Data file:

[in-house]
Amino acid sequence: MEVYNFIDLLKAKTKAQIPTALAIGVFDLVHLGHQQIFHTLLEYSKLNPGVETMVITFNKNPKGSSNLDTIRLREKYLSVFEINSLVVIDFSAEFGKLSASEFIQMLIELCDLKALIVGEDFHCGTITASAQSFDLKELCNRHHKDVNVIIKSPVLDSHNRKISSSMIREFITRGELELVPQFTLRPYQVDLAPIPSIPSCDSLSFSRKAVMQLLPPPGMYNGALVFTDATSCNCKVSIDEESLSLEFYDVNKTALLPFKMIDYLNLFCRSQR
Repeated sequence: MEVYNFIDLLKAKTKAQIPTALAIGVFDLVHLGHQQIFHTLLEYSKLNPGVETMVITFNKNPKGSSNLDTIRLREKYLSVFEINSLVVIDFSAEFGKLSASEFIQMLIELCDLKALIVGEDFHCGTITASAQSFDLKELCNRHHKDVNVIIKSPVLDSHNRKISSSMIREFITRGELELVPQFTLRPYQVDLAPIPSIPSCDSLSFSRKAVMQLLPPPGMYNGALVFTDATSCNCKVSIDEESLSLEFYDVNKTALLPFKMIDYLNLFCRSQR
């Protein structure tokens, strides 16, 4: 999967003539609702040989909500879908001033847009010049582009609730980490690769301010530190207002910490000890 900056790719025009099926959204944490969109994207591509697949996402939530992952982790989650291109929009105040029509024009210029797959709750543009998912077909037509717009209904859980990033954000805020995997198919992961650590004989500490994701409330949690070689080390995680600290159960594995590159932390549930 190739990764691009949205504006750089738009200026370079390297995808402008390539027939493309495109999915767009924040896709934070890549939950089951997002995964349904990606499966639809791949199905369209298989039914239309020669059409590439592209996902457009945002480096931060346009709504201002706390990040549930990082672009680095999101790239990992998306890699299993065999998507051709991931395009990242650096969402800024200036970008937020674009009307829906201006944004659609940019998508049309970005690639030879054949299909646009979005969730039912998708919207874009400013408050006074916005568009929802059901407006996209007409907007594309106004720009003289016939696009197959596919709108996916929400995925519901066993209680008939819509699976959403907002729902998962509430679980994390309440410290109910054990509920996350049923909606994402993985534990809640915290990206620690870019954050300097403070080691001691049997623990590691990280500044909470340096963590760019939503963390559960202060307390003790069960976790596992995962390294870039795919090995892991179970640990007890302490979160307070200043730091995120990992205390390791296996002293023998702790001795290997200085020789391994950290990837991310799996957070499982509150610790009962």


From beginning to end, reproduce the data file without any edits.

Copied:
[in-house]
Amino acid sequence: MEVYNFIDLLKAKTKAQIPTALAIGVFDLVHLGHQQIFHTLLEYSKLNPGVETMVITFNKNPKGSSNLDTIRLREKYLSVFEINSLVVIDFSAEFGKLSASEFIQMLIELCDLKALIVGEDFHCGTITASAQSFDLKELCNRHHKDVNVIIKSPVLDSHNRKISSSMIREFITRGELELVPQFTLRPYQVDLAPIPSIPSCDSLSFSRKAVMQLLPPPGMYNGALVFTDATSCNCKVSIDEESLSLEFYDVNKTALLPFKMIDYLNLFCRSQR
Repeated sequence: MEVYNFIDLLKAKTKAQIPTALAIGVFDLVHLGHQQIFHTLLEYSKLNPGVETMVITFNKNPKGSSNLDTIRLREKYLSVFEINSLVVIDFSAEFGKLSASEFIQMLIELCDLKALIVGEDFHCGTITASAQSFDLKELCNRHHKDVNVIIKSPVLDSHNRKISSSMIREFITRGELELVPQFTLRPYQVDLAPIPSIPSCDSLSFSRKAVMQLLPPPGMYNGALVFTDATSCNCKVSIDEESLSLEFYDVNKTALLPFKMIDYLNLFCRSQR
């Protein structure tokens, strides 16, 4: 999967003539609702040989909500879908001033847009010049582009609730980490690769301010530190207002910490000890 900056790719025009099926959204944490969109994207591509697949996402939530992952982790989650291109929009105040029509024009210029797959709750543009998912077909037509717009209904859980990033954000805020995997198919992961650590004989500490994701409330949690070689080390995680600290159960594995590159932390549930 190739990764691009949205504006750089738009200026370079390297995808402008390539027939493309495109999915767009924040896709934070890549939950089951997002995964349904990606499966639809791949199905369209298989039914239309020669059409590439592209996902457009945002480096931060346009709504201002706390990040549930990082672009680095999101790239990992998306890699299993065999998507051709991931395009990242650096969402800024200036970008937020674009009307829906201006944004659609940019998508049309970005690639030879054949299909646009979005969730039912998708919207874009400013408050006074916005568009929802059901407006996209007409907007594309106004720009003289016939696009197959596919709108996916929400995925519901066993209680008939819509699976959403907002729902998962509430679980994390309440410290109910054990509920996350049923909606994402993985534990809640915290990206620690870019954050300097403070080691001691049997623990590691990280500044909470340096963590760019939503963390559960202060307390003790069960976790596992995962390294870039795919090995892991179970640990007890302490979160307070200043730091995120990992205390390791296996002293023998702790001795290997200085020789391994950290990837991310799996957070499982509150610790009962």